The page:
Toyota raising stake in Subaru to at least 20 per cent
Japanese automaker also owns stakes of less than 10 per cent in Suzuki Motor and Mazda Motor
Toyota Motor is boosting its stake in Subaru to about a fifth of the smaller automaker, as Japan’s number one car company adds more heft to face a future of self-driving vehicles, electrification and evolving transport services.
The maker of Forester and Outback wagons will also take a stake in Toyota, strengthening their capital ties and collaboration, according to a statement from the companies.
Toyota, which is increasing its holding to about 20 per cent from 17 per cent at a cost of about $700 million at Friday’s closing price, plans to make Subaru an equity affiliate, bringing sales and profit from the automaker onto its income statements.
Toyota, which first took a stake in Subaru in 2005, is spreading its bets. The Japanese carmaker, Volkswagen and other auto companies have been forging partnerships as they face an uncertain future, with new technologies and business models disrupting the $2.23 trillion global auto industry. Toyota is investing in electric and autonomous vehicles, fuel-cell and hybrid cars, as data-intensive connected cars.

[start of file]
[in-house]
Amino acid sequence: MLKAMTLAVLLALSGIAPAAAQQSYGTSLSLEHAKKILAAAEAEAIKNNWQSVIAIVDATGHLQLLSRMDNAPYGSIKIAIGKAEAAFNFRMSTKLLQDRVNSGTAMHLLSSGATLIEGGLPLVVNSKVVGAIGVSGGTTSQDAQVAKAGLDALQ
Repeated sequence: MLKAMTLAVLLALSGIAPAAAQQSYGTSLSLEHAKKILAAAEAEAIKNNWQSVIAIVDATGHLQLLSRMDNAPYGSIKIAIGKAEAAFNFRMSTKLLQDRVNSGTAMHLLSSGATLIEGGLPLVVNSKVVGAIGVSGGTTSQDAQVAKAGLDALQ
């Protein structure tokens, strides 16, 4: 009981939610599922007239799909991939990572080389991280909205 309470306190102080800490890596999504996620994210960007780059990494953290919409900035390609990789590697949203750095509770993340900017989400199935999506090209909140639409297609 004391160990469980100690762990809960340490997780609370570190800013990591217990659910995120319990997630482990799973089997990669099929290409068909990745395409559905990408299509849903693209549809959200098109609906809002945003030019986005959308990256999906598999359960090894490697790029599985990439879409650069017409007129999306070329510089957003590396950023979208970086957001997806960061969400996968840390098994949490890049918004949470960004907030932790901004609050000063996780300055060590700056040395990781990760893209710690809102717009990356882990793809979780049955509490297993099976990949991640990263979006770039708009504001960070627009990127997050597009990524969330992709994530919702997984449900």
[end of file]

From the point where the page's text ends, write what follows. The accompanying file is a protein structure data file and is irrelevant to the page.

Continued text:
“This is part of Toyota’s recent efforts to find allies,” said Tatsuo Yoshida, auto analyst at Bloomberg Intelligence. “They’re getting ready for the next era that includes self-driving technology. Toyota is taking a 360-degree view.”
The two companies have jointly developed automobiles since striking up their partnership. Toyota is by far the larger manufacturer, with 10.6 million cars and trucks produced in 2018. Subaru made about 1 million vehicles last year, a decline of 5 per cent and the first drop in seven years.
Toyota also owns stakes of less than 10 per cent in both Suzuki Motor and Mazda Motor.
As part of their pact, Toyota and Subaru will jointly develop all-wheel drive vehicles - a traditional Subaru strength. The companies will also together work on the new Toyota 86 and Subaru BRZ sports cars.
“For Toyota, this alliance brings not just technologies such as Subaru’s i-Sight, all-wheel-drive and flat engines, but also safety and security know-how,” Mr Yoshida said. “It brings in elements that Toyota doesn’t have.”
Published: September 28, 2019 08:00 AM